BACKGROUND : The complex, unique and temporary nature of projects makes project-to-project
knowledge transfer challenging and has attracted attention from both practitioners and
academic scholars. This challenging nature of project-to-project knowledge transfer led to the
proliferation of a host of tools and instruments (so-called knowledge transfer mechanisms) in
which little structure can be discovered making selection by (project) managers a difficult task.
AIM : This article aims to deal with this unstructured proliferation of knowledge transfer
mechanisms by empirically categorising these transfer mechanisms, thereby reducing the
number of mechanisms to groups that share a common characteristic.
SETTING : The study takes stock of the wide range of knowledge transfer mechanisms available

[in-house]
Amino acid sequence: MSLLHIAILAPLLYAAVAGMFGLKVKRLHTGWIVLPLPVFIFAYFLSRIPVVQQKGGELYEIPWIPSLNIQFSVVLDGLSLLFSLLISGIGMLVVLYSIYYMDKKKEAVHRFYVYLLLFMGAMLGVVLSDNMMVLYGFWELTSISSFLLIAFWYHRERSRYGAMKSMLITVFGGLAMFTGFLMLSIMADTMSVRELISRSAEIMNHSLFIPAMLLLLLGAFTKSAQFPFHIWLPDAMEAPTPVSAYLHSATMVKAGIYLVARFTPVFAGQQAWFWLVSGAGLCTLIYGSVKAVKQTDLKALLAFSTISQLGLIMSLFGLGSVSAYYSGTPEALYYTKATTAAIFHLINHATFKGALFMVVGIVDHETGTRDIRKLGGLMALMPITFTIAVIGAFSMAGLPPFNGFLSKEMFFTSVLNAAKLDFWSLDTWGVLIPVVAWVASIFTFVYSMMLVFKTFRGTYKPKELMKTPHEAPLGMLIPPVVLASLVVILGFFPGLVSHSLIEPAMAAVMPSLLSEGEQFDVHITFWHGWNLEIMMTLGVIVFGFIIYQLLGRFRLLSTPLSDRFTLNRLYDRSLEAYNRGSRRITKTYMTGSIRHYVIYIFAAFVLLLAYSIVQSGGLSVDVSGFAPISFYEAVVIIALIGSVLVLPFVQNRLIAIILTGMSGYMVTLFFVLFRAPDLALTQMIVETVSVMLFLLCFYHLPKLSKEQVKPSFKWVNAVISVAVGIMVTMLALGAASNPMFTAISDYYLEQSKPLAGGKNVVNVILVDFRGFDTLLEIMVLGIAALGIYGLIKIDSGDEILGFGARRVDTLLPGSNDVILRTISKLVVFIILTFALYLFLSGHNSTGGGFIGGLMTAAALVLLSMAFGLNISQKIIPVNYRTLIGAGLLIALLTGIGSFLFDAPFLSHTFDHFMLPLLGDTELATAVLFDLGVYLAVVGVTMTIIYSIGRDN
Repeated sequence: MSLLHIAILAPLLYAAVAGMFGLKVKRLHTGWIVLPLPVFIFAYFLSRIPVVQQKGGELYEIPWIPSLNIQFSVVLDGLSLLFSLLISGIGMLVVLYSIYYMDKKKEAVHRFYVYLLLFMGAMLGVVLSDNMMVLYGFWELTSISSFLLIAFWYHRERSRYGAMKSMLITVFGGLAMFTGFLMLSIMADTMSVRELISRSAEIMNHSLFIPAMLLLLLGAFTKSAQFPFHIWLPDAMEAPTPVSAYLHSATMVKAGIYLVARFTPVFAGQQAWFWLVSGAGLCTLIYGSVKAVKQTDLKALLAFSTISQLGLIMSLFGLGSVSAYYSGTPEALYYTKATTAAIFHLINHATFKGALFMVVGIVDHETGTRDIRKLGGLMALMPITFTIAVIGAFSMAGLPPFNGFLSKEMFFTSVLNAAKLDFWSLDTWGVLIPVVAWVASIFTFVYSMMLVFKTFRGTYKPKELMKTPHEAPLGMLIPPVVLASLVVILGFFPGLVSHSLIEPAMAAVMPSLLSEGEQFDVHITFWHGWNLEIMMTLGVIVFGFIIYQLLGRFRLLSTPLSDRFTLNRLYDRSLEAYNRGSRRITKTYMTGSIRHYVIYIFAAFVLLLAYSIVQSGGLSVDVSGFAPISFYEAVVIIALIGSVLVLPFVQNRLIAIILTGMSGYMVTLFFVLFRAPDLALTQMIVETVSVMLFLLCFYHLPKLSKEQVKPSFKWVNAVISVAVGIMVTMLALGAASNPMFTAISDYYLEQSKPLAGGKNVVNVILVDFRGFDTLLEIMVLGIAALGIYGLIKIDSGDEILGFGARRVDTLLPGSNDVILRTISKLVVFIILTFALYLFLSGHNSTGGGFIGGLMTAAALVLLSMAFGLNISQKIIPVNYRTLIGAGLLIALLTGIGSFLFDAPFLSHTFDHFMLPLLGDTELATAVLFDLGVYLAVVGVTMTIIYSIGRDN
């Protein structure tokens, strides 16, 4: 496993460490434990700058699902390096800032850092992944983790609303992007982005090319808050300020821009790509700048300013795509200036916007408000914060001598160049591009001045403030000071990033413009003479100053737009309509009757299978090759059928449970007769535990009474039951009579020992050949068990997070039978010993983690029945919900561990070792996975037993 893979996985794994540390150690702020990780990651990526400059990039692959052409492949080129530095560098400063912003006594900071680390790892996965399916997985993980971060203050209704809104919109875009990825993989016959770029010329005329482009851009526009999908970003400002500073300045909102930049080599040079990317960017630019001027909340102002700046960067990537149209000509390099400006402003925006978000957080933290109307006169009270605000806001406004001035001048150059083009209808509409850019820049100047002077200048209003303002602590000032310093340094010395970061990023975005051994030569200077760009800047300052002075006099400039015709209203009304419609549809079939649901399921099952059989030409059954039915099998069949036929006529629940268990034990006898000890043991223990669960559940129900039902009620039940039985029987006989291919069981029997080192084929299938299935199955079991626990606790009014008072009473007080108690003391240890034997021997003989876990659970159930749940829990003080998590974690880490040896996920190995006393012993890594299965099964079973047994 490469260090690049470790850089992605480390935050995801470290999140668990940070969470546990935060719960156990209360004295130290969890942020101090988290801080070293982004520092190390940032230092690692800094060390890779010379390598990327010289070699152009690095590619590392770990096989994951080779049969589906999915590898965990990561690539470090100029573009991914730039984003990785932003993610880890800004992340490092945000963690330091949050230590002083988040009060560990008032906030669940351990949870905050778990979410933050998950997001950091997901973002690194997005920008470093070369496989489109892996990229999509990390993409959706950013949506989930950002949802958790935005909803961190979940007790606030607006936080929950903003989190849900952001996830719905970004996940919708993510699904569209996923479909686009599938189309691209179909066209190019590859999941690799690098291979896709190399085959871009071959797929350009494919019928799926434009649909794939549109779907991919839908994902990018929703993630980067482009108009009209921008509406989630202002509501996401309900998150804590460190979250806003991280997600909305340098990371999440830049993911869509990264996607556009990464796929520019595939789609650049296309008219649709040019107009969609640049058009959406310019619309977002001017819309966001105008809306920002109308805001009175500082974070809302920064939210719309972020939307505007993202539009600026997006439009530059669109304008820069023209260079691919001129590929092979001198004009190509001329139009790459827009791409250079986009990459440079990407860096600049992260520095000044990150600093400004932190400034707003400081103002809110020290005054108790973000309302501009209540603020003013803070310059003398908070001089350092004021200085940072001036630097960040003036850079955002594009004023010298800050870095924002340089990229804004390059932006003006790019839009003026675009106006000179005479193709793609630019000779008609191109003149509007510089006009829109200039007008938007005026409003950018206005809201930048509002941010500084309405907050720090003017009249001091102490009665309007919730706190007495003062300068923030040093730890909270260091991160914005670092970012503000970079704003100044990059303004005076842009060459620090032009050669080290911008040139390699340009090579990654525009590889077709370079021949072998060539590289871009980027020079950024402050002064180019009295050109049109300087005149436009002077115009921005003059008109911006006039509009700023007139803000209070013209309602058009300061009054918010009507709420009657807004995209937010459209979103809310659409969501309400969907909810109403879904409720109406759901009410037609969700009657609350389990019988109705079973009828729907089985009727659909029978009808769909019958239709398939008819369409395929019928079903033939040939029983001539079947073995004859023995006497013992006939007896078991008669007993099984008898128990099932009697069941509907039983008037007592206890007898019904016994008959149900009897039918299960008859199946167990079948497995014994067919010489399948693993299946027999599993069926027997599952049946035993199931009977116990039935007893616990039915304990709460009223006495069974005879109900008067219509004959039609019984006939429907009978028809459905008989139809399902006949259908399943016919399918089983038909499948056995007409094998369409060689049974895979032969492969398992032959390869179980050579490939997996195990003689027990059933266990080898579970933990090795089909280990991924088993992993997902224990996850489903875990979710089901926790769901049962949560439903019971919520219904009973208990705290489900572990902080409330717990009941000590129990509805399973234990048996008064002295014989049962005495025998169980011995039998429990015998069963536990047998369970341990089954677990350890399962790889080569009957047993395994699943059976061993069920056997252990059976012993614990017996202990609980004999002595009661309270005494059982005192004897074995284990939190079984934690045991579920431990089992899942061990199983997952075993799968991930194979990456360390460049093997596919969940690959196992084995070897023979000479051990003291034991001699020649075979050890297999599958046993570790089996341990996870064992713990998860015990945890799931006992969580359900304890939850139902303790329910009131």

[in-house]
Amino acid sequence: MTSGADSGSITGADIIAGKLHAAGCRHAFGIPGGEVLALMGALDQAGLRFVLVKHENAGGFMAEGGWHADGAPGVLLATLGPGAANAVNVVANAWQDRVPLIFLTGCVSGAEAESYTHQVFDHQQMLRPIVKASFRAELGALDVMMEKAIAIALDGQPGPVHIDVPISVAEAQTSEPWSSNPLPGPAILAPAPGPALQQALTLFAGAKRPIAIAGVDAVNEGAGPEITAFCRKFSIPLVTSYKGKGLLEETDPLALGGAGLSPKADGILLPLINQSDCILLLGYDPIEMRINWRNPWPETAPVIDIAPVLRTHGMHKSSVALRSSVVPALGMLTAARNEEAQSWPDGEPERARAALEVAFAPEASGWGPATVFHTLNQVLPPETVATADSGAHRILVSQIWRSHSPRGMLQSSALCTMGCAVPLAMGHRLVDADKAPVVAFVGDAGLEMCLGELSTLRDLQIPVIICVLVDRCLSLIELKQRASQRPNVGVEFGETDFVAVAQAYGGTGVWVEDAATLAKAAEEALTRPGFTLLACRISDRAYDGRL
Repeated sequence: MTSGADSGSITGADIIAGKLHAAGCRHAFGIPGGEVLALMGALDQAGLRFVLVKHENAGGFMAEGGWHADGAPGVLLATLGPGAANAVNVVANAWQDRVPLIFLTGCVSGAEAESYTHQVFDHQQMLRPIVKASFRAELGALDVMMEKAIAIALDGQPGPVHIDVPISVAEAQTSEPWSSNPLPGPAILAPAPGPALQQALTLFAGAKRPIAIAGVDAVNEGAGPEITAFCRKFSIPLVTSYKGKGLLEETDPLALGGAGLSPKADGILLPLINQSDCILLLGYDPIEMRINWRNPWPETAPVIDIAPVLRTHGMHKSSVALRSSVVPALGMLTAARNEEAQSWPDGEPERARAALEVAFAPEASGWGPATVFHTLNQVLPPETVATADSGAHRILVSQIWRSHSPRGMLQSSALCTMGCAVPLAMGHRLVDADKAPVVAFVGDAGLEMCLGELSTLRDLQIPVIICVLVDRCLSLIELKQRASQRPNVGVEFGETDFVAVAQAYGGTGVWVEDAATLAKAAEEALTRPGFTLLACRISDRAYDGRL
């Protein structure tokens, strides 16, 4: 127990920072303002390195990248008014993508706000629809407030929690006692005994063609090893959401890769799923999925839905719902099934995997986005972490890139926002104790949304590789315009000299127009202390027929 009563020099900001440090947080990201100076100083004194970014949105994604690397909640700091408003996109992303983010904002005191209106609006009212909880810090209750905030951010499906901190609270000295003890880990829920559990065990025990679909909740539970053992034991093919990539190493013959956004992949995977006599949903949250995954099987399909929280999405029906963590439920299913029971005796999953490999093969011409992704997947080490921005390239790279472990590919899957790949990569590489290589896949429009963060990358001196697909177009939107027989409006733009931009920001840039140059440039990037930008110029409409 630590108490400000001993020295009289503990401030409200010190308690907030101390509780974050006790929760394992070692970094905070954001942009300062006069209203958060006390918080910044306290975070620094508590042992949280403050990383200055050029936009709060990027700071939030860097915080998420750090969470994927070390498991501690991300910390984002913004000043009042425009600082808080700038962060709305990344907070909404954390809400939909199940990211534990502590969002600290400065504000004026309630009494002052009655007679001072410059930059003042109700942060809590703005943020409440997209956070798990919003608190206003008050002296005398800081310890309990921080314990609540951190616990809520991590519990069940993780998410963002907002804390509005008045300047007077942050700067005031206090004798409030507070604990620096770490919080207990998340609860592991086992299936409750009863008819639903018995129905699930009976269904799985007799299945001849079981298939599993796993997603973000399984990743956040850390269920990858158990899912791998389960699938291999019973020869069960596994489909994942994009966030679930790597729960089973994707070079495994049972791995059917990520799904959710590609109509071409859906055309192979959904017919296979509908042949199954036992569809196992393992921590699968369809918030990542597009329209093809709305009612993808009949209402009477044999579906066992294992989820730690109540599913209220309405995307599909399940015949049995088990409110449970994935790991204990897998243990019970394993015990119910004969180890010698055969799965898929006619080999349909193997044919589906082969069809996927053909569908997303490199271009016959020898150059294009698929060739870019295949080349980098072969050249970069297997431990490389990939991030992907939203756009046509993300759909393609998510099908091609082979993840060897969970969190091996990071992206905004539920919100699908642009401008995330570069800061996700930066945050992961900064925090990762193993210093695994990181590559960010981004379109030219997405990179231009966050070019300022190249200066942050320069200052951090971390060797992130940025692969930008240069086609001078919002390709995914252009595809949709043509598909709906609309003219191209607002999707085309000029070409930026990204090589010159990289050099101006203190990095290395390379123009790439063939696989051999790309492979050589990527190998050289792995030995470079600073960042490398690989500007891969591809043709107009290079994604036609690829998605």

and analyses them in terms of specific characteristics (e.g. explicitness or reach).
METHODS : A multi-method approach is used in which a multi-level latent class analysis is
applied on data collected via an expert panel.
RESULTS : Five categories of transfer mechanisms could be empirically established where these
mechanisms showed common characteristics.
CONCLUSION : The taxonomy developed will allow organisations and project managers to more
efficiently select appropriate transfer mechanisms for use in project-to-project knowledge